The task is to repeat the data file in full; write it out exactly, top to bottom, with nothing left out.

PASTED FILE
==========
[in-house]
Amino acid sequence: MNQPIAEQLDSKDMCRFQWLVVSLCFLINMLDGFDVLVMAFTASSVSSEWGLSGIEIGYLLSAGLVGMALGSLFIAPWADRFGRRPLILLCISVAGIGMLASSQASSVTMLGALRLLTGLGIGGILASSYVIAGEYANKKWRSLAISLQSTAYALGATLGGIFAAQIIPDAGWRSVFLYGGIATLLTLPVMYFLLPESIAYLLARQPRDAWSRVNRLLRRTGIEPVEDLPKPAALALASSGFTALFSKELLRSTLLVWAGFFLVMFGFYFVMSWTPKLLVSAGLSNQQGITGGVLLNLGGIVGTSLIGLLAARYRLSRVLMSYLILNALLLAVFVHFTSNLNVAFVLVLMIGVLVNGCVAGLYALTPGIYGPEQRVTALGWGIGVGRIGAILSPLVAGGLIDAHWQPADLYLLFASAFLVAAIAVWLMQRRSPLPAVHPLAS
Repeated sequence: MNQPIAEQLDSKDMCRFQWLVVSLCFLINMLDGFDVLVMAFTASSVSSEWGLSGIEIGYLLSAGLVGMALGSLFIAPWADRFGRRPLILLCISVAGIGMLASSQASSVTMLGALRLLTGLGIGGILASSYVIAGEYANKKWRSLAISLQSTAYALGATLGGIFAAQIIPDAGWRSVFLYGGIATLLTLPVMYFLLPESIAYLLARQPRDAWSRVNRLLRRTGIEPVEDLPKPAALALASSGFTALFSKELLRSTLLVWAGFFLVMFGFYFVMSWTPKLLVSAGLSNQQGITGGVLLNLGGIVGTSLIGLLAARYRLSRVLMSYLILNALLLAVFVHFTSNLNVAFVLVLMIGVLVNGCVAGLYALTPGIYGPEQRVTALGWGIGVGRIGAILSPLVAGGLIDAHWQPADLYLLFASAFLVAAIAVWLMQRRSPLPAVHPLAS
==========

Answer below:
[in-house]
Amino acid sequence: MNQPIAEQLDSKDMCRFQWLVVSLCFLINMLDGFDVLVMAFTASSVSSEWGLSGIEIGYLLSAGLVGMALGSLFIAPWADRFGRRPLILLCISVAGIGMLASSQASSVTMLGALRLLTGLGIGGILASSYVIAGEYANKKWRSLAISLQSTAYALGATLGGIFAAQIIPDAGWRSVFLYGGIATLLTLPVMYFLLPESIAYLLARQPRDAWSRVNRLLRRTGIEPVEDLPKPAALALASSGFTALFSKELLRSTLLVWAGFFLVMFGFYFVMSWTPKLLVSAGLSNQQGITGGVLLNLGGIVGTSLIGLLAARYRLSRVLMSYLILNALLLAVFVHFTSNLNVAFVLVLMIGVLVNGCVAGLYALTPGIYGPEQRVTALGWGIGVGRIGAILSPLVAGGLIDAHWQPADLYLLFASAFLVAAIAVWLMQRRSPLPAVHPLAS
Repeated sequence: MNQPIAEQLDSKDMCRFQWLVVSLCFLINMLDGFDVLVMAFTASSVSSEWGLSGIEIGYLLSAGLVGMALGSLFIAPWADRFGRRPLILLCISVAGIGMLASSQASSVTMLGALRLLTGLGIGGILASSYVIAGEYANKKWRSLAISLQSTAYALGATLGGIFAAQIIPDAGWRSVFLYGGIATLLTLPVMYFLLPESIAYLLARQPRDAWSRVNRLLRRTGIEPVEDLPKPAALALASSGFTALFSKELLRSTLLVWAGFFLVMFGFYFVMSWTPKLLVSAGLSNQQGITGGVLLNLGGIVGTSLIGLLAARYRLSRVLMSYLILNALLLAVFVHFTSNLNVAFVLVLMIGVLVNGCVAGLYALTPGIYGPEQRVTALGWGIGVGRIGAILSPLVAGGLIDAHWQPADLYLLFASAFLVAAIAVWLMQRRSPLPAVHPLAS